The chapel, which stands on Rosslyn Hill, was at first a simple wooden structure. Said to have been built in 1692 by Isaac Honeywood who lived in the adjoining mansion, the Red Lion Hill meeting house was first replaced in 1736 and then, having become unsafe, rebuilt in brick on roughly the same site in 1828. The current building (using the old brick chapel as its hall) was built from 1862 to 1885 in the Neo Gothic style. Two of the building’s stained-glass windows are by Edward Burne-Jones and William Morris and another is by Henry Holiday. […] Its stone arches and pointed ceiling vault give it an excellent acoustic, making it a popular recording venue.

The Hampstead Christmas Market hosted many crafts products and largely locally or UK made. They were beautiful but (understandably so) the price tag was more substantial and many were of little practical use to me (i.e. I hardly wear any jewellery). I remember a stall that had woollen traditional fabric capes made in the UK – absolutely gorgeous items at a reasonable price, but I would have no use for them; though, the brand name was a bit unfortunate: Moth (WTH???!). For the life of me I couldn’t find any online reference to the brand. There were many other lovely items, from customised paper, cards, sewn stuff to knit and decorations. But by that point most of my budget was depleted – I did buy one thing though, and gathered quite a few business cards for later 🙂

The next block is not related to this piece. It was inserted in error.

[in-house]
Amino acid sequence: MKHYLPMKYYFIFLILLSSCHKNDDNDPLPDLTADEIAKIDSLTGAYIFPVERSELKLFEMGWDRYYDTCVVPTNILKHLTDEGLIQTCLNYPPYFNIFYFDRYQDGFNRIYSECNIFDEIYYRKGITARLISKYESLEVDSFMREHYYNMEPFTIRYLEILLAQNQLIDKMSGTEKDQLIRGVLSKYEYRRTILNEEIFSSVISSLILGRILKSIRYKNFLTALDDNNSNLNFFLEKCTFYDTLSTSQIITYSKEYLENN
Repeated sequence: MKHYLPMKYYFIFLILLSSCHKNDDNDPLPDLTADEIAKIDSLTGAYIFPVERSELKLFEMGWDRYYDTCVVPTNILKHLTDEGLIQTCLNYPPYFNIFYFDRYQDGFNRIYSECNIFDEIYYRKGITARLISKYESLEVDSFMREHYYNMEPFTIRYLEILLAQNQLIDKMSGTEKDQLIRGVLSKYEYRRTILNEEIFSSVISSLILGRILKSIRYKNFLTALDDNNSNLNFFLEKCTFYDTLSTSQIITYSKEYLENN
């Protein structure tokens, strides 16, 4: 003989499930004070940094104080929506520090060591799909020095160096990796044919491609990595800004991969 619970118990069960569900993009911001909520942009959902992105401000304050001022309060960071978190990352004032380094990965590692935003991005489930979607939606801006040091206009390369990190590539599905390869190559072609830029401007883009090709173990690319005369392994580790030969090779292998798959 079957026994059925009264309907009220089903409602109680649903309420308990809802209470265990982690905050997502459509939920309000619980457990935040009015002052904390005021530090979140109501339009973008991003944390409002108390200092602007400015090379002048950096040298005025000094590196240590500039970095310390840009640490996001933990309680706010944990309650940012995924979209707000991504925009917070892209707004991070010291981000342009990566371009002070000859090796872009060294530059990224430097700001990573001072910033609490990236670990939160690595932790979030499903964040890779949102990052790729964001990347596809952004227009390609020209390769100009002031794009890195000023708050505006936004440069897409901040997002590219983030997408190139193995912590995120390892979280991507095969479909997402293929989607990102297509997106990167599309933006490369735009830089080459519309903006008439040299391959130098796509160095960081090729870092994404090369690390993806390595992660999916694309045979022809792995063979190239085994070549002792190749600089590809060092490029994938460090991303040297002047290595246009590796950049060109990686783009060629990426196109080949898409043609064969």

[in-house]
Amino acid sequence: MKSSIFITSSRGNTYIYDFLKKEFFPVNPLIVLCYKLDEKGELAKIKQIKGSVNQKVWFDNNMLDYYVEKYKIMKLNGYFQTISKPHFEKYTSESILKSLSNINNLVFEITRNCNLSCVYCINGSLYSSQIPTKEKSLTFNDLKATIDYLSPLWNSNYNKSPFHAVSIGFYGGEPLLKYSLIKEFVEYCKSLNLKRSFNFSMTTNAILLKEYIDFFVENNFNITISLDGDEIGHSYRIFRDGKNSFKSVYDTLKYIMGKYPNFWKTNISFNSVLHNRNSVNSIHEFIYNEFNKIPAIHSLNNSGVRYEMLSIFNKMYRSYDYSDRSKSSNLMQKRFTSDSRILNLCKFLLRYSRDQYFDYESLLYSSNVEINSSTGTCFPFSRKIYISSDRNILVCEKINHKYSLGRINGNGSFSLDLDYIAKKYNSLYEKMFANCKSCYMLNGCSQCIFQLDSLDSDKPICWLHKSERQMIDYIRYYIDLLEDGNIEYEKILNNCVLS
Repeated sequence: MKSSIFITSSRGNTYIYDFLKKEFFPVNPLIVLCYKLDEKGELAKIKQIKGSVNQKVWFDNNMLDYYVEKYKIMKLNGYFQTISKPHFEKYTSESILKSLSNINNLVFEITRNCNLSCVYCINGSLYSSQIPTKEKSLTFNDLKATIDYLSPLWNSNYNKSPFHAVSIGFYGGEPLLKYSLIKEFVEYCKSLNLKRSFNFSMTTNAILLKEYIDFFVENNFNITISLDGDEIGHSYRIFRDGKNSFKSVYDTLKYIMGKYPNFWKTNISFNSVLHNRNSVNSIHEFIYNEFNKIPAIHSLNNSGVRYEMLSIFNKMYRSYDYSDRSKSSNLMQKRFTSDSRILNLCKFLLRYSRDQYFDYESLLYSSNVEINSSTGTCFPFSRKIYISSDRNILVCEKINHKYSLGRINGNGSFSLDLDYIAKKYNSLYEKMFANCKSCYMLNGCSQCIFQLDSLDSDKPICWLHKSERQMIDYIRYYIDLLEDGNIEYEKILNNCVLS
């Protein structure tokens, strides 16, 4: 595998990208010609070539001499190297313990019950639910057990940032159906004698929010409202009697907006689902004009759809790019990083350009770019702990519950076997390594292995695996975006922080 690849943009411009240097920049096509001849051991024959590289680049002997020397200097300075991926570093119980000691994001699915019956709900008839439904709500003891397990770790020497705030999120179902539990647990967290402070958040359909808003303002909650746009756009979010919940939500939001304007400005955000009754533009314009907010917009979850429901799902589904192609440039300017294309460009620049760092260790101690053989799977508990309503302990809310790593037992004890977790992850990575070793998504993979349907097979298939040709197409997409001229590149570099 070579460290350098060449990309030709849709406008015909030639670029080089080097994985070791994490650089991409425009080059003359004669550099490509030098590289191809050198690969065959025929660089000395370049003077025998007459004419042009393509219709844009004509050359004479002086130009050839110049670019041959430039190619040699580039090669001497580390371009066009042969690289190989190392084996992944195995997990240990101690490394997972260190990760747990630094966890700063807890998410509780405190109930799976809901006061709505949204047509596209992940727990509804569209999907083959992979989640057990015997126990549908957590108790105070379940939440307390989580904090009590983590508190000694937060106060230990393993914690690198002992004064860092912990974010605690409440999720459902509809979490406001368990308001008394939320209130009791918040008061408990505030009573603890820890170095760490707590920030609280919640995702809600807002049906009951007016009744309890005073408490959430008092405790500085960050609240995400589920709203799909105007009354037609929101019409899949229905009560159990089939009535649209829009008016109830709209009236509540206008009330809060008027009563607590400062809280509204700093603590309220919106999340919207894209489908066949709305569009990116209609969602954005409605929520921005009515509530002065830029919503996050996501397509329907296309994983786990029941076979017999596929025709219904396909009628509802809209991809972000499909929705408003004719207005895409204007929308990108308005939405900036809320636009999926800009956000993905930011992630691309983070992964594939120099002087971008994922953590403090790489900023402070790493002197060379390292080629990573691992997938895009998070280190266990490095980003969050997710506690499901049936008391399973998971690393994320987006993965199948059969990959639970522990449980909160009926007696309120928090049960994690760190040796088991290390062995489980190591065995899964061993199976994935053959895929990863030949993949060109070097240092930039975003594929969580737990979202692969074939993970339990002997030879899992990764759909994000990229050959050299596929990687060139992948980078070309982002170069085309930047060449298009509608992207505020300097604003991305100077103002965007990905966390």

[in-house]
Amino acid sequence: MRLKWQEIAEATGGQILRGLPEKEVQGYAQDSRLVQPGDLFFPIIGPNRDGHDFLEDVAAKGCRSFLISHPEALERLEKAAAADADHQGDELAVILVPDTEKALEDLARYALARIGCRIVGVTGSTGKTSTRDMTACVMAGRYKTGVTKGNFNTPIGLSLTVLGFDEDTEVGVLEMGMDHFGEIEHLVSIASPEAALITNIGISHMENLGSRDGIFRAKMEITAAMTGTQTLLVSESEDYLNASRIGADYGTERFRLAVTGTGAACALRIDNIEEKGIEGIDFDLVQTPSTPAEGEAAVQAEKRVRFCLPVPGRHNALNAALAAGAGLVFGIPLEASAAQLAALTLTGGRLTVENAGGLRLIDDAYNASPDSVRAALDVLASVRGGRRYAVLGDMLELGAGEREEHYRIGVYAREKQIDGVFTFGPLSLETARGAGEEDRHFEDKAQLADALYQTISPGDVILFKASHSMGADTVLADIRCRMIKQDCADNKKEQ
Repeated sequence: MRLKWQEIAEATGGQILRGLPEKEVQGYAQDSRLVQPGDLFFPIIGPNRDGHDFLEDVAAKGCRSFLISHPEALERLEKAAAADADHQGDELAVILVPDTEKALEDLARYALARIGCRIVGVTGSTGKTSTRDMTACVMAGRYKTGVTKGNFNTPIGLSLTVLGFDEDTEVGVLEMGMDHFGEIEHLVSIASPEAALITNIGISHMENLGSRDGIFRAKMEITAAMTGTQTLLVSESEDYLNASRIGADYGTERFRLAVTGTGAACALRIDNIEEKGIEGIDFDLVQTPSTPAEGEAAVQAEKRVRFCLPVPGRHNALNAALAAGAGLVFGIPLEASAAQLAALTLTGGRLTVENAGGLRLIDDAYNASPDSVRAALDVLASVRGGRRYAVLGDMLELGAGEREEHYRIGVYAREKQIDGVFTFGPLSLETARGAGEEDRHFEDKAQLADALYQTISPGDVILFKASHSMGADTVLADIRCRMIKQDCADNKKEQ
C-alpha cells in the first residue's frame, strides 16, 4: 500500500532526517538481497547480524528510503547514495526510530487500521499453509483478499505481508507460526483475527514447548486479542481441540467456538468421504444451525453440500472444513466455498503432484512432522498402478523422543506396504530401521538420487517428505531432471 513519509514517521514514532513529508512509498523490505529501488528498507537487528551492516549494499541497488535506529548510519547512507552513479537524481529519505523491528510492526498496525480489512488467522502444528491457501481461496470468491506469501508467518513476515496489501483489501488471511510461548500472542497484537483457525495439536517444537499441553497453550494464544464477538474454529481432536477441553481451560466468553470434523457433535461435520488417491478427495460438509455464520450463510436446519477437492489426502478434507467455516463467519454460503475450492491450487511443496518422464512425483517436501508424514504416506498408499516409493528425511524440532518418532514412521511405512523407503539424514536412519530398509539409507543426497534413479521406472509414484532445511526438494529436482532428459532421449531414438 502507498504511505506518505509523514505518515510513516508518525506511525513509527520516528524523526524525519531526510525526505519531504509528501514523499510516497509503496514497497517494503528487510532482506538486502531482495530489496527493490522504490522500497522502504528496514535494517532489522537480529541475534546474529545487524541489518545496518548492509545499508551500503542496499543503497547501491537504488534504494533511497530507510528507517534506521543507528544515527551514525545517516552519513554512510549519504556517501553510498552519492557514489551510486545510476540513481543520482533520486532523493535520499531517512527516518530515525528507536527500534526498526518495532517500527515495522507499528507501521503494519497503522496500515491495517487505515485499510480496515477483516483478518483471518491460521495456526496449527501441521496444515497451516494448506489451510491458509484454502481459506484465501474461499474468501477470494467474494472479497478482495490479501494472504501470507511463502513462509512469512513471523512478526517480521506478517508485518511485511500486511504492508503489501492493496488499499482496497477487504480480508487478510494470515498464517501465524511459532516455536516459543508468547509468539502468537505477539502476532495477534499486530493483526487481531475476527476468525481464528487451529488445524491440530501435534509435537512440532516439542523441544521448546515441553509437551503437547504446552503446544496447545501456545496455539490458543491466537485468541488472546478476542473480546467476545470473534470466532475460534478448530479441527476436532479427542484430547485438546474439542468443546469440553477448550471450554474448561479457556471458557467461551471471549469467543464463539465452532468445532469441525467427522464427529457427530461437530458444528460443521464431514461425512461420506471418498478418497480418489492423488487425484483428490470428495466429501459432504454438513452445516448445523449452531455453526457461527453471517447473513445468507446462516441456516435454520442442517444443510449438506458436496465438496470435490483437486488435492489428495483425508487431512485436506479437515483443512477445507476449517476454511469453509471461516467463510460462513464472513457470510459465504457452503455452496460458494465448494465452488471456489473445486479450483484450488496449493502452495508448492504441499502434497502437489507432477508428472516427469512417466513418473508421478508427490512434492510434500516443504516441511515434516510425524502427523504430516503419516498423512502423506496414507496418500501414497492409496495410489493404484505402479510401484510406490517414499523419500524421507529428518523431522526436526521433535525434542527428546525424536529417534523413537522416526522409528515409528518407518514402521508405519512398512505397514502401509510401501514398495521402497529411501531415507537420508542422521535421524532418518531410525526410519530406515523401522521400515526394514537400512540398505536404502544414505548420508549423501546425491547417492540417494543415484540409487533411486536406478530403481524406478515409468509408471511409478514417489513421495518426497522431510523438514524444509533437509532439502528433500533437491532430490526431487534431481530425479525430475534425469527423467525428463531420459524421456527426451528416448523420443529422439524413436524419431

lavender bags make kit by Little Hands Design

lavender bags make kit by Little Hands Design

Lavender bag kits by Little Hands Design

This is a kit by Little Hands Design to make three cute lavender bags. I was impressed by the decorated fabric, so although I could have easily made some myself without purchasing the kit, I wanted that particular one 🙂 Plus, the kit includes all necessary bits and accessories in one neat pack for an affordable price and I can support a local business. Checking out their website, I noticed that they also offer sewing and crafts classes in London and may attend some when my budget is in a healthier state.

the embroidered fabric is really sweet

the embroidered fabric is really sweet

Ideas for the finished items, but each kit is different

Ideas for the finished items, but each kit is different

After the markets I still wanted to visit a last spot: there is a small bric-a-brac seller in Hampstead who usually has some interesting things at reasonable prices (that’s were the tartan blanket from my previous post comes from). I found some more bargains…

a bit of haberdashery for my stash

a bit of haberdashery for my stash

A very last info:

If you’re around London and love animals (sheep in particular), there is a festive event on the 15th December – Christmas Fayre at the Farm. At the last local fair they brought farm animals and I was able to pet a sheep or two for quite some time; this is the farm who provided the creatures. Kentish Town City Farm was founded over 40 years ago… obviously, I’ll be going! I can’t wait!!

Kentish Town City Farm - herdsman sheep

Herdsman and sheep, picture by Kentish Town City Farm

repairing

please mend me

please mend me